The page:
Vol. XLIII No. 04 January 27, 2019

DTF Demands Ordinance on the Reservation Roster

THE Supreme Court has, on January 22, 2019, dismissed the special leave petition filed by the union government against the Allahabad High Court order that had struck down the college/university wise reservation roster. The Democratic Teachers’ Front (DTF), in a statement issued on January 22, has said that this has exposed the government’s opportunistic and insincere attitude towards reservation policy meant for the underprivileged sections of the society.

The government had filed the special leave petition (SLP) half-heartedly only after the DUTA and many other organisations protested against the UGC notification dated March 5, 2018 that directed universities to switch to department/subject-wise roster. They reminded the government about the UGC directive of 2006 to switch from department/subject as unit of reservation roster to university/college as a unit as the former had slowed down the fulfillment of reservation percentages drastically due to the small size of departments/ subjects in universities and colleges, defeating the spirit underlying the reservation provisions. Mouthing commitment to the principle underlying the 2006 directive, the government filed the SLP and stayed appointments on the basis of the March 5, 2018 notification. However, the government has reneged on the repeated promises made by the minister of HRD of bringing an ordinance/ bill in parliament. After all, it is the same government that now has shown unprecedented haste in bringing in 10 per cent EWS quota in jobs and 25 per cent increase in admissions without ascertaining infrastructural capacity and teacher requirement. Serious policies have been reduced to electoral ploys without regard for quality of education or provision of relief to the actual poor.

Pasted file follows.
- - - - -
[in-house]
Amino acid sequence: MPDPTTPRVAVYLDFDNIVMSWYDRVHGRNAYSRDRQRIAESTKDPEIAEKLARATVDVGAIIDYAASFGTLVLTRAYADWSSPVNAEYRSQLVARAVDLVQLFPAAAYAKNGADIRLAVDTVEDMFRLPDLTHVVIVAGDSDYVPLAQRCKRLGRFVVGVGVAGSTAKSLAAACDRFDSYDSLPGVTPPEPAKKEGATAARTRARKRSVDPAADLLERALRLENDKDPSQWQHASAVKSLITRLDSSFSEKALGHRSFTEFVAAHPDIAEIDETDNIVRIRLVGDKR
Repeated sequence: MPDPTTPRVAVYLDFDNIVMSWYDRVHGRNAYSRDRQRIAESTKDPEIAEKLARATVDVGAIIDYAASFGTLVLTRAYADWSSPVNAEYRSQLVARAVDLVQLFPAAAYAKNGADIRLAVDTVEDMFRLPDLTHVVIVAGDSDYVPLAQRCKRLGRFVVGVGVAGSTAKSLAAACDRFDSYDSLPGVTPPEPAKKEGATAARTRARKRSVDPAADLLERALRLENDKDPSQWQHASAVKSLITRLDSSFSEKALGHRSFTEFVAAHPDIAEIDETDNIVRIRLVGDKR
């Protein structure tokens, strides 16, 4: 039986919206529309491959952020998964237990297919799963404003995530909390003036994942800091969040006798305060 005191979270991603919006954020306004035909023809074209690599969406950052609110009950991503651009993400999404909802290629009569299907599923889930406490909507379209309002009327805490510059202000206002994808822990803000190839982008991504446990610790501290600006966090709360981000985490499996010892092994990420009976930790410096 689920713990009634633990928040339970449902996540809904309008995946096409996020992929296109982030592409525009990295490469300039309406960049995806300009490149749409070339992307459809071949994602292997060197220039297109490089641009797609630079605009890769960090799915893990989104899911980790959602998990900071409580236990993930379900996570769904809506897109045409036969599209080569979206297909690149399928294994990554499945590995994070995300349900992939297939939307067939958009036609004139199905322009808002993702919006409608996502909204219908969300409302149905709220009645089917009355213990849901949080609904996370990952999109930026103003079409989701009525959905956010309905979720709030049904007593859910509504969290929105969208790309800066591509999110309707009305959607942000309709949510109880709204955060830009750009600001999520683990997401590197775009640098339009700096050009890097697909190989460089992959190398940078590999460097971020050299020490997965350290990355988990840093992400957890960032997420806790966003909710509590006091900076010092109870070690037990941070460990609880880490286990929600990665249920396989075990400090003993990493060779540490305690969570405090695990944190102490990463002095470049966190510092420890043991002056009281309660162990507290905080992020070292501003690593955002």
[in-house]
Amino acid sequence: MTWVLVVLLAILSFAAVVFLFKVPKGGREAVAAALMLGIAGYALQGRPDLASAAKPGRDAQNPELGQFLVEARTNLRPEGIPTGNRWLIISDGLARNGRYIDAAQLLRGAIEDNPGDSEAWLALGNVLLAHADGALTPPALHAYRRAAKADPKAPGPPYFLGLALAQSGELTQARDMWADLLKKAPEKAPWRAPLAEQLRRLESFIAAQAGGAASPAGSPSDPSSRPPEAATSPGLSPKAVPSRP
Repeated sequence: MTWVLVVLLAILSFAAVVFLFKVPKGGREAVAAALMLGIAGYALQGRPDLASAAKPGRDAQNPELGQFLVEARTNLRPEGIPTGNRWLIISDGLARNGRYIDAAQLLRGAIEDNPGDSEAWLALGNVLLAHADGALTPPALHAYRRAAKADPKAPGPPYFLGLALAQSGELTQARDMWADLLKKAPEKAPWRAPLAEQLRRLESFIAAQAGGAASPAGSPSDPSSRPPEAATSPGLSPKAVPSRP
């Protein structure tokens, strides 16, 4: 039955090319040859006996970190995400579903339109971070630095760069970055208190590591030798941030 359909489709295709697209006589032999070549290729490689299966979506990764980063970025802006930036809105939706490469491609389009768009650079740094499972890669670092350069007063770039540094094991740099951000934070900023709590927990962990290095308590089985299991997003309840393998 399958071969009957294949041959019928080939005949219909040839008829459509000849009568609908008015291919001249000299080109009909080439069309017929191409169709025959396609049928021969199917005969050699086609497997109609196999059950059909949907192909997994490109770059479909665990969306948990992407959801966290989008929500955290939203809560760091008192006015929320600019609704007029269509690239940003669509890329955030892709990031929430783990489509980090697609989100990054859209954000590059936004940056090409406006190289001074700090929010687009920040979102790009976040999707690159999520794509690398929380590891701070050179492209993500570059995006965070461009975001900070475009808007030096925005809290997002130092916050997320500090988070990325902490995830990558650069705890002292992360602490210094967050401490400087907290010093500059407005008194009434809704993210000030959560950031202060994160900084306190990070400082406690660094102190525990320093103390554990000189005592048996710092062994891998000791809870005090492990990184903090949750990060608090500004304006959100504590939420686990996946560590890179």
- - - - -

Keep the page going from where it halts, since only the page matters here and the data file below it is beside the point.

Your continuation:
For over 4000 teachers working in the University of Delhi for long years in adhoc capacity, whose appointment is renewed every four months, a change in reservation roster would change the nature of each post. This would lead to reserved posts becoming unreserved, unreserved posts becoming reserved and also different reserved posts changing categories: a chaotic scenario with mass dislocation and loss of jobs.

Many of these young teachers who have kept teaching-learning and examination/evaluation going under extremely trying, insecure and exploitative conditions, will be faced with loss of livelihood. Such dislocation would also adversely affect the teaching-learning process and functioning of the university and its colleges. It is the government’s responsibility to ensure that such mass displacement and academic mayhem does not take place.

The DTF has demanded an immediate promulgation of an ordinance on the reservation roster to retain the existing roster on the basis of which the non-permanent teachers are working and issue a UGC regulation for a one-time regularisation/absorption of these teachers.